The American Bar Association went on trial as the accused at a hearing before the Senate Judiciary Committee on Wednesday.
The hearing centered on the ABA's judgment that Steve Grasz is "not qualified" to fill a seat on the 8th U.S. Circuit Court of Appeals.
Republican Sen. Ted Cruz of Texas appeared to raise a question about the future role of the ABA in evaluating judicial nominees for consideration by the committee.
"The notion of a nonideological organization is belied by its conduct," Cruz said, pointing to what he said was "clear bias in its evaluation" of Grasz, an Omaha attorney who served as chief deputy attorney general for Nebraska from 1991 to 2002.
Nebraska Republican Sen. Ben Sasse aligned himself with Cruz, suggesting the ABA is "a liberal advocacy organization (that is) masquerading as a neutral, objective evaluator."
There were clear indications that the committee will be sending President Donald Trump's nomination of Grasz to the floor of the Senate for confirmation on a strictly party line vote.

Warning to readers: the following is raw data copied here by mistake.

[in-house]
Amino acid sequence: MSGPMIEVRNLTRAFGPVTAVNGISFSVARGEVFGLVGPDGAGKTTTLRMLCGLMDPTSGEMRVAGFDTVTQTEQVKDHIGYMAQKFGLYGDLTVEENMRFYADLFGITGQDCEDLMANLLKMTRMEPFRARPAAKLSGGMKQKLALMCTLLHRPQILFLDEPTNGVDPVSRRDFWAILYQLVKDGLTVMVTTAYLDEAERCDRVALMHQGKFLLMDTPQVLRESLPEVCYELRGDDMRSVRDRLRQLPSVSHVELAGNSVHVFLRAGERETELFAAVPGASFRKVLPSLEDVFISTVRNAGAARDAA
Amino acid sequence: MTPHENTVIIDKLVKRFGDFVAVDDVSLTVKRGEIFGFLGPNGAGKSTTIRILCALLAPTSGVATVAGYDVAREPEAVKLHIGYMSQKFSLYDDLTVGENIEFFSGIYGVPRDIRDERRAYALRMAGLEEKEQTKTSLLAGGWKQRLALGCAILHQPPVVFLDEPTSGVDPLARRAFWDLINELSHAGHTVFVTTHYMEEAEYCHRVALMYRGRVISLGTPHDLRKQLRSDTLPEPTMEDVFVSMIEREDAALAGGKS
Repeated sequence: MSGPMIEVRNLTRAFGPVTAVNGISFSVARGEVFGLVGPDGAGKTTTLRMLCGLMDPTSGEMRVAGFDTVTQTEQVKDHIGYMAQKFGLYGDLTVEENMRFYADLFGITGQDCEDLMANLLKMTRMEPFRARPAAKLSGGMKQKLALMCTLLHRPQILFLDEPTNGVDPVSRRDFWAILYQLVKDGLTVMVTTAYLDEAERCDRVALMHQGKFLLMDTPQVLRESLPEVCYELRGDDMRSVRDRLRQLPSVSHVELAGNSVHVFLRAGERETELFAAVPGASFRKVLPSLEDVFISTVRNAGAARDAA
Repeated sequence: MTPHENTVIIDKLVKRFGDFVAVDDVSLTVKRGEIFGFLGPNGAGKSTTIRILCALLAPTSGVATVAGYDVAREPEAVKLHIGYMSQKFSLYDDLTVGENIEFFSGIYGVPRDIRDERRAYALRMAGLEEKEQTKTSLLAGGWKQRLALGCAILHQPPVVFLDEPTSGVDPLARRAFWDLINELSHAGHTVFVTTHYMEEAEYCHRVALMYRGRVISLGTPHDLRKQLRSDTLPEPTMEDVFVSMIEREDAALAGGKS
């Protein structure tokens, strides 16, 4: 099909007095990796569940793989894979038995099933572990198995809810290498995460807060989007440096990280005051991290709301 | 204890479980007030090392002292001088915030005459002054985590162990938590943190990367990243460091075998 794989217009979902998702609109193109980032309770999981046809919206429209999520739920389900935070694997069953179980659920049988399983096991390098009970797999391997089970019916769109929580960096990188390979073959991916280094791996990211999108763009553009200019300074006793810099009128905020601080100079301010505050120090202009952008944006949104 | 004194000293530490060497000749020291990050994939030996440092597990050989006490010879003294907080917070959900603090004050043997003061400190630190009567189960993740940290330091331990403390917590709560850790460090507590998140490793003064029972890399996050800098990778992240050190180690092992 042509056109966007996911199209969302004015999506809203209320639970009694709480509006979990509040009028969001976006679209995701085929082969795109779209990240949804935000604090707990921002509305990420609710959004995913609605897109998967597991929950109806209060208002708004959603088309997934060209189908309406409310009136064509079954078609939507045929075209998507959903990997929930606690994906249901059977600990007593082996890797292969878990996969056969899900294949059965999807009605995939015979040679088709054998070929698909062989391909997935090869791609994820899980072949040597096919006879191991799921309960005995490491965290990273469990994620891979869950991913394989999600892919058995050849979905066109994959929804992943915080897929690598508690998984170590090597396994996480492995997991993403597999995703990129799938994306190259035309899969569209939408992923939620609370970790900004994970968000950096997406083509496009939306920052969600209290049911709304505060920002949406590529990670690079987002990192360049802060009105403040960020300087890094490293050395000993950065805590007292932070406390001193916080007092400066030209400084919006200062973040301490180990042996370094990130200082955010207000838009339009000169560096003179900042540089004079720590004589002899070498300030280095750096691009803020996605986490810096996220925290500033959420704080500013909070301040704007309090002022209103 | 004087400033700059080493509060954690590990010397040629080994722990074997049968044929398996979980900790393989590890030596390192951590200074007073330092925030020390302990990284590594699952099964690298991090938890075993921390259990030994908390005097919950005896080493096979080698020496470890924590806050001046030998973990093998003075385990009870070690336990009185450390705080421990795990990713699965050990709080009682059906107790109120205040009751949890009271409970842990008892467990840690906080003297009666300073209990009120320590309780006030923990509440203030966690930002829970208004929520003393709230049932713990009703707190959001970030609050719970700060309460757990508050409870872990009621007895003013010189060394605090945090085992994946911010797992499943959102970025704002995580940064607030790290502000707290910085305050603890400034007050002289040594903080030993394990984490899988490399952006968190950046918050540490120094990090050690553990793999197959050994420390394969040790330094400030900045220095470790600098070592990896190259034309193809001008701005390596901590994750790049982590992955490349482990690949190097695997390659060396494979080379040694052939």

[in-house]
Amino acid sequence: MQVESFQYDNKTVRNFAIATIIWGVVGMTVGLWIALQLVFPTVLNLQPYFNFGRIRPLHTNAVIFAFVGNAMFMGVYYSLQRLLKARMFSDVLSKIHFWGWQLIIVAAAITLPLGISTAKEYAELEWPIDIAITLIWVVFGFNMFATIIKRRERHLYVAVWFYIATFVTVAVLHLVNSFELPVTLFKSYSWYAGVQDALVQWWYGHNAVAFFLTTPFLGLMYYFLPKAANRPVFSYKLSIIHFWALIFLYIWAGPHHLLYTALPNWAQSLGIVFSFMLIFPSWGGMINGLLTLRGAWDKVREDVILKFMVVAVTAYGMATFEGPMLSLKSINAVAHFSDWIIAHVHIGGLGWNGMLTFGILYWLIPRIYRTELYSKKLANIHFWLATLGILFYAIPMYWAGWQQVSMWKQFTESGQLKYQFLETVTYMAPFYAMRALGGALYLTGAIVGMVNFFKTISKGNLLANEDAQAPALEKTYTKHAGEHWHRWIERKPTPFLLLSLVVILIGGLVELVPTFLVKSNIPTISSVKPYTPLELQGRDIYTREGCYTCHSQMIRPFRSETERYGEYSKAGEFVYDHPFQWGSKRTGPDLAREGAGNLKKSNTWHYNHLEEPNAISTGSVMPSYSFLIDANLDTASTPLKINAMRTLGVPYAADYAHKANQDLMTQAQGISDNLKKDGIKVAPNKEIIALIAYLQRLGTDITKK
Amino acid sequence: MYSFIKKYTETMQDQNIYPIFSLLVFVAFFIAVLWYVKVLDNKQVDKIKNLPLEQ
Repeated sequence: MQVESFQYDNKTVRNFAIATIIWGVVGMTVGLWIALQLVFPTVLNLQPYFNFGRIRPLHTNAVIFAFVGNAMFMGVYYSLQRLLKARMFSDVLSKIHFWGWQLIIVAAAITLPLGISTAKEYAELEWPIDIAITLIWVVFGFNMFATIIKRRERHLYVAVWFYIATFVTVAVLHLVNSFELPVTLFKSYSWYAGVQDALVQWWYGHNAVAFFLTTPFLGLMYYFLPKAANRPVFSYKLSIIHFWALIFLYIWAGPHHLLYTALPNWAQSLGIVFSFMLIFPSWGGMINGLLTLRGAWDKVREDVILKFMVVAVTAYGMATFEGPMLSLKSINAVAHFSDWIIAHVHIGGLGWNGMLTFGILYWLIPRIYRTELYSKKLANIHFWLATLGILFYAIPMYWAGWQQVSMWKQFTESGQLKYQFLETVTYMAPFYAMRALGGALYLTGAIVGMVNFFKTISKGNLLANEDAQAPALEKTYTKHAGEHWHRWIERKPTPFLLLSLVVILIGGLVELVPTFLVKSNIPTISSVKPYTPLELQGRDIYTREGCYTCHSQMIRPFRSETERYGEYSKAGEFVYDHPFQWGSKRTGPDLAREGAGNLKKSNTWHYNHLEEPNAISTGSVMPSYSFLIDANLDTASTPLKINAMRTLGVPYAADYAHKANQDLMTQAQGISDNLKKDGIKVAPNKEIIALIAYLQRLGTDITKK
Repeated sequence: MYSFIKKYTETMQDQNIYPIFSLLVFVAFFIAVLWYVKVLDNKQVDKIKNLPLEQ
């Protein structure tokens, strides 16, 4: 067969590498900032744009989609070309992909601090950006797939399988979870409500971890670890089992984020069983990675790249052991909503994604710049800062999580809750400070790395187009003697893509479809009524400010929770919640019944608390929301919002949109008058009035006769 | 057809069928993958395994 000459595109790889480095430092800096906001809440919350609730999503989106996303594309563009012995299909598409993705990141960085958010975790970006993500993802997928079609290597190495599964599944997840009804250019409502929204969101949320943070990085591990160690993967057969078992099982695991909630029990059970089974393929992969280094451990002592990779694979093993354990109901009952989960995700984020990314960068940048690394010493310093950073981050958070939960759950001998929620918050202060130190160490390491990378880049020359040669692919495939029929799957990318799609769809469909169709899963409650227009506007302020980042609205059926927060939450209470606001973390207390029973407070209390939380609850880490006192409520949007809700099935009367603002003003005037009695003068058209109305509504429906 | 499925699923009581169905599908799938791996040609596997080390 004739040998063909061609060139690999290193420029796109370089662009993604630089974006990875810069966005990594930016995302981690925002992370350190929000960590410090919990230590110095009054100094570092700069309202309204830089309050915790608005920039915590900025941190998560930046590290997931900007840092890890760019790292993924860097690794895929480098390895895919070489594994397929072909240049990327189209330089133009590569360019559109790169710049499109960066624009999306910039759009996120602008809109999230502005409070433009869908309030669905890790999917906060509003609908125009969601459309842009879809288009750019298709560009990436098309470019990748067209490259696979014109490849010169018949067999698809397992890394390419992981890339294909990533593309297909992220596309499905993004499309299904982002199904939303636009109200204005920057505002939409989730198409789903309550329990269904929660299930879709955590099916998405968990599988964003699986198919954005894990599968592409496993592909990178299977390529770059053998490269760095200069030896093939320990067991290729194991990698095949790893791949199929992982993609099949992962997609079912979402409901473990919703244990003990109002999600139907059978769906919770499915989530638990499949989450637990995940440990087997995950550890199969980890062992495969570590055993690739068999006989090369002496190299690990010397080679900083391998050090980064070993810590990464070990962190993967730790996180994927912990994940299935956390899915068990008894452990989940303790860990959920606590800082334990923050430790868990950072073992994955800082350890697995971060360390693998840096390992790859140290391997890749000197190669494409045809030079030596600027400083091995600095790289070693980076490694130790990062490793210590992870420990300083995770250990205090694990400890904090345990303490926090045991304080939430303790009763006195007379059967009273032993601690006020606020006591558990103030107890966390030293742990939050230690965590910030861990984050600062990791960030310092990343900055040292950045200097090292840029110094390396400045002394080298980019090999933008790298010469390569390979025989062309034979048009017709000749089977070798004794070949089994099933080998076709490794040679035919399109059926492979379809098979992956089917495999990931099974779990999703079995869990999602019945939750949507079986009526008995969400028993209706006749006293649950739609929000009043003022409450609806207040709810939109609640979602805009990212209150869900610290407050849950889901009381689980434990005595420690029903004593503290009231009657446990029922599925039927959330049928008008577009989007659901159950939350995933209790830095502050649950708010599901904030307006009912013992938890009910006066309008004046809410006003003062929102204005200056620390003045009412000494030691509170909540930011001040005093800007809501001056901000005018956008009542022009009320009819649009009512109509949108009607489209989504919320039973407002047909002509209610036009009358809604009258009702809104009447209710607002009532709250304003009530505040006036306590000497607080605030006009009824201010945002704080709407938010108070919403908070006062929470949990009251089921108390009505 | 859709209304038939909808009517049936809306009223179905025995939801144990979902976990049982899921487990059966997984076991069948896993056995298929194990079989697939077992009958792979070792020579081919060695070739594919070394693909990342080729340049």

Democratic Sen. Dianne Feinstein of California suggested claims of ABA bias fall flat when one considers the organization has rated 49 of Trump's 53 judicial nominees as qualified or well-qualified even though many of them had "deeply conservative views."
But Republican Sen. Chuck Grassley of Iowa, the committee chairman, countered "it is quite clear that the ABA is not an independent, nonpartisan organization."
Pamela Bresnahan, a Washington attorney and chair of the ABA's standing committee on the federal judiciary, occupied the hot seat at Wednesday's hearing.
"It's a peer evaluation," she told the senators, a judgment as to whether a nominee "can be open-minded and be fair."
"The primary focus is freedom from bias," Bresnahan said. "His peers were concerned he could not divorce judging from his personal views."
"We're not here to become a political arm to anybody," she said.
"If you choose to ignore it, you ignore it, (but) we think we get it right most of the time."